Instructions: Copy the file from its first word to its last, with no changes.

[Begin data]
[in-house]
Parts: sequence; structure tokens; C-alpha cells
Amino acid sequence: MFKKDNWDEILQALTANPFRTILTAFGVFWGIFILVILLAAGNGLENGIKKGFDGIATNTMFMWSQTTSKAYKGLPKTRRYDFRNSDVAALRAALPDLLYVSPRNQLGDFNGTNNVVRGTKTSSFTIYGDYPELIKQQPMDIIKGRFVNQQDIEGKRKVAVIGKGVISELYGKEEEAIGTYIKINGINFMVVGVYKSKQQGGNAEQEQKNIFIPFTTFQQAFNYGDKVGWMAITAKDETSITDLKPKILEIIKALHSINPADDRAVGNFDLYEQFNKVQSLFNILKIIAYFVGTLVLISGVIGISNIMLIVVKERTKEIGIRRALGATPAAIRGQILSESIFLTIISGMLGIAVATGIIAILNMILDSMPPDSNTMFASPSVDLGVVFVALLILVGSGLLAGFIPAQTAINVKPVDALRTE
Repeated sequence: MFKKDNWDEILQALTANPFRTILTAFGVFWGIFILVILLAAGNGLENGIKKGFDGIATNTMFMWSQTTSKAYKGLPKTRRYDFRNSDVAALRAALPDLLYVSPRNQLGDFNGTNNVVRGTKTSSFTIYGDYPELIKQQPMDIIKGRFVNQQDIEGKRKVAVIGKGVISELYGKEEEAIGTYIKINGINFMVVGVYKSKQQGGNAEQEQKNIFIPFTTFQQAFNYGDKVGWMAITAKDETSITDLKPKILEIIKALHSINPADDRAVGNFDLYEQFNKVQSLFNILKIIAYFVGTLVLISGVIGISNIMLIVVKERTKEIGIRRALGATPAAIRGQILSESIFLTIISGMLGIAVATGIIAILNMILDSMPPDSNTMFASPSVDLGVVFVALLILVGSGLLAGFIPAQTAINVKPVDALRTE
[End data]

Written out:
[in-house]
Parts: sequence; structure tokens; C-alpha cells
Amino acid sequence: MFKKDNWDEILQALTANPFRTILTAFGVFWGIFILVILLAAGNGLENGIKKGFDGIATNTMFMWSQTTSKAYKGLPKTRRYDFRNSDVAALRAALPDLLYVSPRNQLGDFNGTNNVVRGTKTSSFTIYGDYPELIKQQPMDIIKGRFVNQQDIEGKRKVAVIGKGVISELYGKEEEAIGTYIKINGINFMVVGVYKSKQQGGNAEQEQKNIFIPFTTFQQAFNYGDKVGWMAITAKDETSITDLKPKILEIIKALHSINPADDRAVGNFDLYEQFNKVQSLFNILKIIAYFVGTLVLISGVIGISNIMLIVVKERTKEIGIRRALGATPAAIRGQILSESIFLTIISGMLGIAVATGIIAILNMILDSMPPDSNTMFASPSVDLGVVFVALLILVGSGLLAGFIPAQTAINVKPVDALRTE
Repeated sequence: MFKKDNWDEILQALTANPFRTILTAFGVFWGIFILVILLAAGNGLENGIKKGFDGIATNTMFMWSQTTSKAYKGLPKTRRYDFRNSDVAALRAALPDLLYVSPRNQLGDFNGTNNVVRGTKTSSFTIYGDYPELIKQQPMDIIKGRFVNQQDIEGKRKVAVIGKGVISELYGKEEEAIGTYIKINGINFMVVGVYKSKQQGGNAEQEQKNIFIPFTTFQQAFNYGDKVGWMAITAKDETSITDLKPKILEIIKALHSINPADDRAVGNFDLYEQFNKVQSLFNILKIIAYFVGTLVLISGVIGISNIMLIVVKERTKEIGIRRALGATPAAIRGQILSESIFLTIISGMLGIAVATGIIAILNMILDSMPPDSNTMFASPSVDLGVVFVALLILVGSGLLAGFIPAQTAINVKPVDALRTE